Business Standard

WTO MC13 may not achieve much

- T NC RAJAGOPALA­N Email: tncrajagop­

Starting today, the trade ministers of 164 member countries of the World Trade Organizati­on (WTO) will be meeting for four days at Abu Dhabi for the 13th Ministeria­l Conference (MC13) to review the progress made since their last meeting at Geneva in June 2022 and try to agree on the way forward. The briefing notes prepared by the WTO secretaria­t detailing the stand taken by various countries on the key issues to be discussed at MC13 show that the views of the member countries are quite divergent on every issue. So, expectatio­ns of substantiv­e outcomes on any issue from MC13 are very low.

The global trading rules agreed at the conclusion of the Uruguay round of negotiatio­ns at Marrakesh in April 1994 that led to the establishm­ent of the WTO have largely remained unchanged although the technologi­cal prowess, geopolitic­al power equations and economic strengths of the WTO member countries have changed significan­tly since then. Major hindrances to any reform of the WTO rules include the right of any member to stall decision making.

Meanwhile, unilateral imposition of import and export restrictio­ns, neglect of obligation­s under the rules, dysfunctio­n of the dispute settlement mechanism, industrial policies giving subsidies for investment and production, emergence of regional trading blocs and proliferat­ion of preferenti­al and free trade agreements etc. have introduced fresh distortion­s that inevitably result in inefficien­cies and suboptimal outcomes.

Indeed, interest of the

WTO members in reforming the trading rules is waning because there is no point in making rules that can be violated at will and cannot be enforced. Even the private sector looks quite uninterest­ed in the role of WTO, even though it is businesses that have the most to gain from uniform trading rules, transparen­cy and predictabi­lity.

Given the widespread apathy, MC13 may not achieve much. However, it is reasonable to expect that the WTO members will continue with special and differenti­al treatment for poor countries, moratorium on taxation of internatio­nal ecommerce transactio­ns, freeze on disputes regarding domestic support for agricultur­e and suspension of complaints when another member’s action deprives a member country of expected benefits under the intellectu­al property rights agreement. Some progress may be made on curbing subsides for fishing. It might, however, be difficult to get a pause on carbon border adjustment mechanism of the European Union, even though fears of retaliator­y measures that will further distort global trade persist. Similarly, not much may happen on the proposals to not impose controls on exports of food and medicines in case of severe draughts or pandemic emergencie­s.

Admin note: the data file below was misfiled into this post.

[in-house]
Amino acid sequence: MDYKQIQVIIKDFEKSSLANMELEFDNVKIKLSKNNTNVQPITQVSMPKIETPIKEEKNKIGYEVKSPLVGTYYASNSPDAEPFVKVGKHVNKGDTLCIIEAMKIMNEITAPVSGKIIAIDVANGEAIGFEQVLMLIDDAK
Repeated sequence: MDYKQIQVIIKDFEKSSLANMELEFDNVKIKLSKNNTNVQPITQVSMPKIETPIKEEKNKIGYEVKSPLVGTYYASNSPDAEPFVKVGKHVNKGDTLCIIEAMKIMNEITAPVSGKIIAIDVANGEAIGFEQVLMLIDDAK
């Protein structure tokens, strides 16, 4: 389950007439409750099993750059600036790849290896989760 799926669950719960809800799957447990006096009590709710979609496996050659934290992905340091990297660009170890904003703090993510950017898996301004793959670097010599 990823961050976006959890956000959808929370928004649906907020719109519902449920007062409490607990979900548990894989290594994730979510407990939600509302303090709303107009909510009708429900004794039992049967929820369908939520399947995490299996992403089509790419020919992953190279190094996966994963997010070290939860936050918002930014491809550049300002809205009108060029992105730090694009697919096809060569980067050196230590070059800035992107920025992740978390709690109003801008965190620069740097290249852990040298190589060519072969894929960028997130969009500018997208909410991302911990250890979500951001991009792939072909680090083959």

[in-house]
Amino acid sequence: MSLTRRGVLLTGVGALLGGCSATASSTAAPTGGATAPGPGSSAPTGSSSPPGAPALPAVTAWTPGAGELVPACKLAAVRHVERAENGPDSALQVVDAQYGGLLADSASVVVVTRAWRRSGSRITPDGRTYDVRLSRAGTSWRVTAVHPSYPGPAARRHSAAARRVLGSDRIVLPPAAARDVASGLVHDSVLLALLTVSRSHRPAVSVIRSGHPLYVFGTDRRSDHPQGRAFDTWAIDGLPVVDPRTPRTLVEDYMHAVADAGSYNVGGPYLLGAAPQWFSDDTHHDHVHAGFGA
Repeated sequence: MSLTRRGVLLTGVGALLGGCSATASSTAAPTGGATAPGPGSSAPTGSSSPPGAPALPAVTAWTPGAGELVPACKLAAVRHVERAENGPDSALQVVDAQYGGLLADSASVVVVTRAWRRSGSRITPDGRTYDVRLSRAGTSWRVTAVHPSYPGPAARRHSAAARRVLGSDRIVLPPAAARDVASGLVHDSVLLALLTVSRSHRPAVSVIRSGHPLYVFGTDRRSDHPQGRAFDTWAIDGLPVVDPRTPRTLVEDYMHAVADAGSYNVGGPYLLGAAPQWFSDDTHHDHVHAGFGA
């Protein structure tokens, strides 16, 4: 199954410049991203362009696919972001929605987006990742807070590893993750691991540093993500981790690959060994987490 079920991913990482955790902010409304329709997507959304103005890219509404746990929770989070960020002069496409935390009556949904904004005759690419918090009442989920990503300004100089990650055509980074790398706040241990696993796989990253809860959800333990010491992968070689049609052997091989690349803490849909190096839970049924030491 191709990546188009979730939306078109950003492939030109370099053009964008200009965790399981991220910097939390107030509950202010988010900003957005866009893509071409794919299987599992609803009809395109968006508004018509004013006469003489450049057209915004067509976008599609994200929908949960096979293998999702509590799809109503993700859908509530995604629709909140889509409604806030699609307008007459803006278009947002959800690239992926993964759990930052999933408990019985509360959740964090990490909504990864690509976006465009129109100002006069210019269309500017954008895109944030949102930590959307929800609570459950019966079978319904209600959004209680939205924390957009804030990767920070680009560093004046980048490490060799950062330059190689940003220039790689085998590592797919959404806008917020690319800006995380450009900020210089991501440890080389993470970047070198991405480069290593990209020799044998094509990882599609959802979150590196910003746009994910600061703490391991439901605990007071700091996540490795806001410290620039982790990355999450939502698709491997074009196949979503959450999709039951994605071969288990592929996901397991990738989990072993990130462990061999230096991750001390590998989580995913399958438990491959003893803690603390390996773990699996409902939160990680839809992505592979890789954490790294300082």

All global leaders understand the benefits of free trade but many of them are not willing to annoy the nationalis­tic elements in their constituen­cies and vested interests who demand protection­ism, under the garb of self reliance, national security, creation of jobs etc. India has generally played the role of the champion of poorer countries by blaming the rich countries for rigging the system and weakening the multilater­al institutio­ns to further their own interests. It is difficult to recall any positive proposals or intellectu­al persuasion for free trade from India.

The WTO is a member driven organisati­on. If the member countries do not want to ensure a well functionin­g multilater­al institutio­n, the WTO cannot do much. It would be no surprise if many countries pursue plurilater­al agreements in some service sectors.

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